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September 19, 2005

Ch. XXV. Q. 140. What are the distinctive points of Calvinism?

THE DISTINCTIVE points of Calvinism are five, viz.: (a.) absolute predestination: (b.) total depravity: (c.) particular redemption: (d.) irresistible grace: (e.) final perseverance.1

2. The Presbyterian Confession of Faith declares that "by the decree of God . . . some men and angels are predestinated unto everlasting life, and others fore-ordained to everlasting death. These angels and men . . . are particularly and unchangeably designed; and their number is so certain and definite that it cannot be either increased or diminished." Also that this fore-ordination to life arises "out of His mere free grace and love, without any fore-sight of faith or good works, or perseverence in either of them, or any other thing in the creature, as conditions, or causes moving Him thereunto; and all to the praise of His glorious grace. . . . Neither are any other redeemed by Christ, effectually, called, justified, adopted, sanctified, and saved, but the elect only. . . . The rest of mankind, God was pleased ... to pass by and ordain them to dishonor and wrath for their sin, to the praise of His glorious justice."2

3. This teaching is a rationalistic deduction from the Scriptural truths of (a.) the eternal and omnipotent sovereignty of God's will, whereby He ordains and governs all things: and (b.) original sin in the erroneous sense of total depravity. The passages in Holy Scripture which are used to prove it, are, in fact, concerned simply with the election of souls to baptismal life and sacramental grace, and with the future glory ordained for the Church as a body (cf. Q. 139.3,4). Whatever these texts may prove as to the possible and proper outcome of such predestination, they do not teach that glory is the necessary result of individual predestination, or that any one's damnation is necessary whatever efforts he may make to escape from it.3

4. The Calvinistic system is heretical, since it necessitates, by its theory of irresistible grace, a denial of any real probation in the kingdom of grace. We know that grace is given in the Church in order to endow us with power and freedom to pursue the way of life, and to put us to a moral and spiritual trial having the same issue which was originally placed before Adam—of everlasting life or everlasting death. But if the grace of God is irresistible and final perseverance inevitable in those who are called, there is no proper probation either before or after death. A will which is determined so as to choose and persevere in the way of life inevitably, even though the determination is internal, is no longer in a state where probation is possible, but has already entered upon that state which, according to the Church's teaching, comes after death (Qq. 159. 3, 4: 167. 4).4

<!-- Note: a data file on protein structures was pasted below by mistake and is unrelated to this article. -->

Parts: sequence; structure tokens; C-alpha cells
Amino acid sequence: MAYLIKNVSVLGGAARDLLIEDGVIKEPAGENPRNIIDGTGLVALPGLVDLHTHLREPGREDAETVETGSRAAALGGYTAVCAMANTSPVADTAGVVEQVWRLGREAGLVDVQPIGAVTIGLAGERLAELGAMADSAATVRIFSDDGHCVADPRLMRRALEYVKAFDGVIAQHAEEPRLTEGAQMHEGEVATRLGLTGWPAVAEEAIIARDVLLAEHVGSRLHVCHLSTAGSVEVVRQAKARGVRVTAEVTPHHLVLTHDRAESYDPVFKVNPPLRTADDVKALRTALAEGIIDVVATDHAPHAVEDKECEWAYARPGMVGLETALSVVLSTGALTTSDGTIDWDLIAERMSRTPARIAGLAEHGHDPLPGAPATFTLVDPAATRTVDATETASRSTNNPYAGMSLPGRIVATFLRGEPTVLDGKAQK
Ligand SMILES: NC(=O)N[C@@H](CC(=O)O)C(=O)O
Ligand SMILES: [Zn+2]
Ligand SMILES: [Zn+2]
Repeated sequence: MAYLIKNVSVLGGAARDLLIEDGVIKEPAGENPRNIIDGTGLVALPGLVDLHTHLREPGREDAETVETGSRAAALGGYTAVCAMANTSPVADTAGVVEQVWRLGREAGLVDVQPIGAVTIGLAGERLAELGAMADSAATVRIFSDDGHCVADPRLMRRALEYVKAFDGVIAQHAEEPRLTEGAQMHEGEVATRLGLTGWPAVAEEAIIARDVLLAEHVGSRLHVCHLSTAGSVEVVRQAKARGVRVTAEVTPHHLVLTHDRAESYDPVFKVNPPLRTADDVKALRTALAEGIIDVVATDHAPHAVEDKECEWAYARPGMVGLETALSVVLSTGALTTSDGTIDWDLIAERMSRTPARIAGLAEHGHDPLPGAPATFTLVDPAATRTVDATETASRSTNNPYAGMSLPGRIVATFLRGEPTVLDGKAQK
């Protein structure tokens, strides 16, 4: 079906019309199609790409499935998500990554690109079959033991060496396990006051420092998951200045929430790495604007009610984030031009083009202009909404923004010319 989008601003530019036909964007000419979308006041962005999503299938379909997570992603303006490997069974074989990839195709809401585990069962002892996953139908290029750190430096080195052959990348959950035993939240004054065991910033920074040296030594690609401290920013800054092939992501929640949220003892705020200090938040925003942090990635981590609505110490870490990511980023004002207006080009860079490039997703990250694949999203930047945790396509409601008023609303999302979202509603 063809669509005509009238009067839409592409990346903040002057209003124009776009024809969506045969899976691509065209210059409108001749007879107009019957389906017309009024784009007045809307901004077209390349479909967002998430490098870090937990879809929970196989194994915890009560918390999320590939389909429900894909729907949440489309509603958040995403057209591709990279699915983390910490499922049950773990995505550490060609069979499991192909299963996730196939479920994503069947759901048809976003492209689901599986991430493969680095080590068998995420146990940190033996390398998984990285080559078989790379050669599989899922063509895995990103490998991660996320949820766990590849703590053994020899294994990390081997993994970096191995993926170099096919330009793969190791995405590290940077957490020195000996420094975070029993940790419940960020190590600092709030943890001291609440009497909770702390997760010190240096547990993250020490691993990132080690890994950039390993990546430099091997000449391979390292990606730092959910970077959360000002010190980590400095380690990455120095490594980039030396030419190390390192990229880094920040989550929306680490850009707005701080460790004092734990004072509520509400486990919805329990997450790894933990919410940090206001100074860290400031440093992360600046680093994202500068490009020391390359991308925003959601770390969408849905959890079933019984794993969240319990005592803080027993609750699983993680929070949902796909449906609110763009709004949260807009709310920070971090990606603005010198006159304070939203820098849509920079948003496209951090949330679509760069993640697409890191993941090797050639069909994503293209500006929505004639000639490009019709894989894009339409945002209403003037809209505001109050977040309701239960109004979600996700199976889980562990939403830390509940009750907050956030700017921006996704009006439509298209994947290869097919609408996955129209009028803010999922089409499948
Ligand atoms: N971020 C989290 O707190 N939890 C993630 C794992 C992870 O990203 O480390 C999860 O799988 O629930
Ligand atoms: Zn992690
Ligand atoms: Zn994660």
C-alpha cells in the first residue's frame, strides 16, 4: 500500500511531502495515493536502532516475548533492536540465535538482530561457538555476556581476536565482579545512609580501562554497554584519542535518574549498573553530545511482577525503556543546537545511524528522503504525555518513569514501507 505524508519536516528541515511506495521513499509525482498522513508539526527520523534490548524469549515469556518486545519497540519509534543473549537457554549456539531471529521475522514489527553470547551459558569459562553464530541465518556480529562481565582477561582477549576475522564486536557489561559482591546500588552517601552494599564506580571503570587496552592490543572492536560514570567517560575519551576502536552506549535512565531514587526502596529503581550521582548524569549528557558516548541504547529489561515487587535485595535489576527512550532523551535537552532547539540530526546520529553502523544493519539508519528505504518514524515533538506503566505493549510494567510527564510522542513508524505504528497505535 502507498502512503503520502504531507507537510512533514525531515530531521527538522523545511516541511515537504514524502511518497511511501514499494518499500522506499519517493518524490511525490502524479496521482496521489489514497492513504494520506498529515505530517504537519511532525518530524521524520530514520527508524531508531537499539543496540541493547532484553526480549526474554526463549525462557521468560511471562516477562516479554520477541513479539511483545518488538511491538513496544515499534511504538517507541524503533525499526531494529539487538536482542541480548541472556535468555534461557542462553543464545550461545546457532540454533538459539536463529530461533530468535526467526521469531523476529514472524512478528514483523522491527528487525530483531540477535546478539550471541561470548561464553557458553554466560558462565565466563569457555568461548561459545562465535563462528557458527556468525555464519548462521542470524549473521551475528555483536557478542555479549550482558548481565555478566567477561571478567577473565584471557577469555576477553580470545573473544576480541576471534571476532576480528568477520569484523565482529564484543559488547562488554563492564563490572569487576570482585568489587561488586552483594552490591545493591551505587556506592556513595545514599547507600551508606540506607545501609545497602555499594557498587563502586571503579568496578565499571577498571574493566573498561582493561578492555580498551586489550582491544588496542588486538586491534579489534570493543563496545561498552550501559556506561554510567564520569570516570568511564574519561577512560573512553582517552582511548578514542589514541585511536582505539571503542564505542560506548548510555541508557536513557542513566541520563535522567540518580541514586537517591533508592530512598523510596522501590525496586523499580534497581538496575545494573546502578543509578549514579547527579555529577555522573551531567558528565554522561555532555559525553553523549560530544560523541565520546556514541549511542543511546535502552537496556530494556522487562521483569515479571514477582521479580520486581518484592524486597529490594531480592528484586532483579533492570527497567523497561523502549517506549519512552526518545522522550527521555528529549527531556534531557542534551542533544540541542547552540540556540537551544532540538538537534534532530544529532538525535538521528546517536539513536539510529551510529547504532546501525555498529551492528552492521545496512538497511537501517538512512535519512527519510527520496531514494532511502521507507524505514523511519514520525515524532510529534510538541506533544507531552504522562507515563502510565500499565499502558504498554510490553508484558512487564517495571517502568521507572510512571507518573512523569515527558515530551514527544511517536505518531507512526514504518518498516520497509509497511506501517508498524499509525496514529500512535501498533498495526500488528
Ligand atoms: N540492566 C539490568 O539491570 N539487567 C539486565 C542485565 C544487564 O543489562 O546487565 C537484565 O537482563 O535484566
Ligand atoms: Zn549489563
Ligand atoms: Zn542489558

5. The Universalist theory expresses a reaction from Calvinism, but does not escape the fallacy of absolute predestinarianism. The only difference is that Universalism declares all men to be predestined to glory, so that no one can so resist God's grace as to make a final choice of the way of death.5

6. Calvinism is itself a reaction from Pelagianism, which isolated the truth of human freedom and probation, and made deductions from it inconsistent with the doctrine of grace, denying the fall of mankind and the necessity of the supernatural aid of grace in order to attain to life and glory.6

7. Sound theology requires that (a.) we should not assert the results of speculation as if they were of faith: (b.) We should not hold opinions as the result of logical deduction which nullify our belief in any Catholic doctrine: (c.) We should hold such diverse truths as those of Divine sovereignty and human probation together. We must remember that both truths are incipient, so far as our comprehension of them is concerned, and incapable of being fully penetrated and understood by human reason; so that we may neither hope to succeed in formulating an explanation of their harmony, nor refuse to qualify our belief in each by our assent to the other.7

1 Synod of Dort: Westminster Confession: Institutes of John Calvin: Mozley's Augustinian Doc. of Predestination: Forbes' 39 Arts., X. 159-167: XVII: Blunt's Theol. Dic., "Calvinism," "Arminianism," "Decrees Eternal," "Jansenism."

2 Westminster Conf., ch. III 3-7.

3 Motley, ch, I, II, XI: Faber's Prim. Doc. of Election, I. iv-xi: Jones of Nayland on the Church, 38-41.

4 Forbes, X. 159-167: Mason's Faith of the Gosp., X. 11: Schouppe, IX. 330-845, 850: Moehler's Symbolism, § 12: Sadler's Second Adam, 136-139: App. C: Faber, I. xi: Blunt's Theol. Dic., "Freewill": Forbes Considerations, III. iii.

5 Blunt's Theol. Dic., "Universal Redemption," "Universalism" : Pusey's What is of Faith as to Ev. Punishment. 22, 23.

6 Mozley, ch. Ill: Richey's Truth and Counter Truth, pp. 49, 50: Blunt's Theol. Dic., "Pelagianism," "Free Will."

7 Mozley, ch. II: Eichey, Introd. and ch. IV: Sadler's Second Adam, 261.

Posted by Trevor at September 19, 2005 10:16 AM